Why you should have a Homeschool Vision Statement

Our family had never set a formal vision statement for our homeschool. We always had plans. We currently have goals. But we have never written out a specific vision to guide those plans and goals. Is it necessary? There are a lot of companies that produce great curriculum. Tons.  There are a lot of people that share their opinions on what a day of homeschooling should look like. But the beauty and freedom of homeschooling is that no two families will walk this road in the same way. And in order to know what your road might look like, praying for a clear vision and purpose from God for your homeschool is imperative. That vision and purpose for your homeschool is your homeschool vision statement.

Where there is no vision, the people are unrestrained, But happy is he who keeps the law.  Proverbs 29:18

Having a concrete, written vision for my homeschool is important to me for three reasons:

Why you should have

First, it’s Biblical.  In Proverbs 29:18, there is clear reasoning for having a vision. The lack of vision or goals only leads to unrestraint. We see the product of that every time we read the news or go to the mall. Our society is excellent at lacking restraint and that is exactly the opposite of what I believe God wants for His children. Many of us homeschool because we want the option of teaching our children of God and His ways, right along with reading and algebra. When we use this wisdom from Proverbs, we see that having a vision for our homeschool can help us teach our children restraint and how the laws of God are for their good. These are lessons that will serve them well for all their days.

Second, having a vision statement enables you to make decisions and see progress. It’s like a guardrail for your homeschool. This is where we are going and that will clearly help us get there. When you have an end goal, a vision, a concept of where you’re going with homeschooling, it’s a bit easier to wade through the plethora of curriculum choices and opinions out there. It also makes decisions about extracurricular activities easier. Ask your family: Does this fall in line with our homeschool vision? Will this activity support the goals of our homeschool vision?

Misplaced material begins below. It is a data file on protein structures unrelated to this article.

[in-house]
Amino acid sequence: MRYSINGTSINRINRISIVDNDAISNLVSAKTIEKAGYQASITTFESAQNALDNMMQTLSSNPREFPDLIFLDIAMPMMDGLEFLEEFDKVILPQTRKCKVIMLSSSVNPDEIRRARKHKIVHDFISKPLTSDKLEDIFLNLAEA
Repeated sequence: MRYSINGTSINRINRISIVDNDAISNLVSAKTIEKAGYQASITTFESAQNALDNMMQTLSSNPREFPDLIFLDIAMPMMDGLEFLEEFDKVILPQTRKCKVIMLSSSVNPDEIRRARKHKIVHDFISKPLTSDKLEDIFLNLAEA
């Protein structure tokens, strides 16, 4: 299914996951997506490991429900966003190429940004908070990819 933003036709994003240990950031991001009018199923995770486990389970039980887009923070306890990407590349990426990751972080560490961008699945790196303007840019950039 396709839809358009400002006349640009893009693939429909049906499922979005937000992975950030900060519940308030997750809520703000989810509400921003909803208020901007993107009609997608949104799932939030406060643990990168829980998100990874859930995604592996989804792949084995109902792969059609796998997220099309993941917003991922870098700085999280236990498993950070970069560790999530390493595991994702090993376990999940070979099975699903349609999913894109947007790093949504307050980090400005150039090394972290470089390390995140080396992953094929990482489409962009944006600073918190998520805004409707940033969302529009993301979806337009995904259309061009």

Third, our goal as a homeschool family is not just to educate them on their math facts and some historic dates. We want to educate them to be well-rounded and intelligent people. If our goal is going to be to teach more than facts, then what is it that we want them to learn? Do you want your children to study theology? Are you laser focused on math? Is teaching your child to be a strong writer of highest importance to you? Maybe it’s politics and the deep history of our country. It can be a million things. What matters is that it’s important to you and to why you homeschool.

When you’ve fleshed out these questions and ideas, there is one more step before you can write your homeschool vision statement. Prayer. I firmly believe that God cares about even the smallest details of our lives, just as He cares for our children’s lives (Luke 12:6-7). Of course He wants to impart to us wisdom and clarity about what we should be teaching in our homeschool!

Write a vision statement for your homeschool. Print it, frame it, hang it on the wall in your school area. Read it to your children, so they understand why you are teaching them at home. Use it as a tool to remind yourself that every homeschool is unique and God will guide your unique path each and every day.


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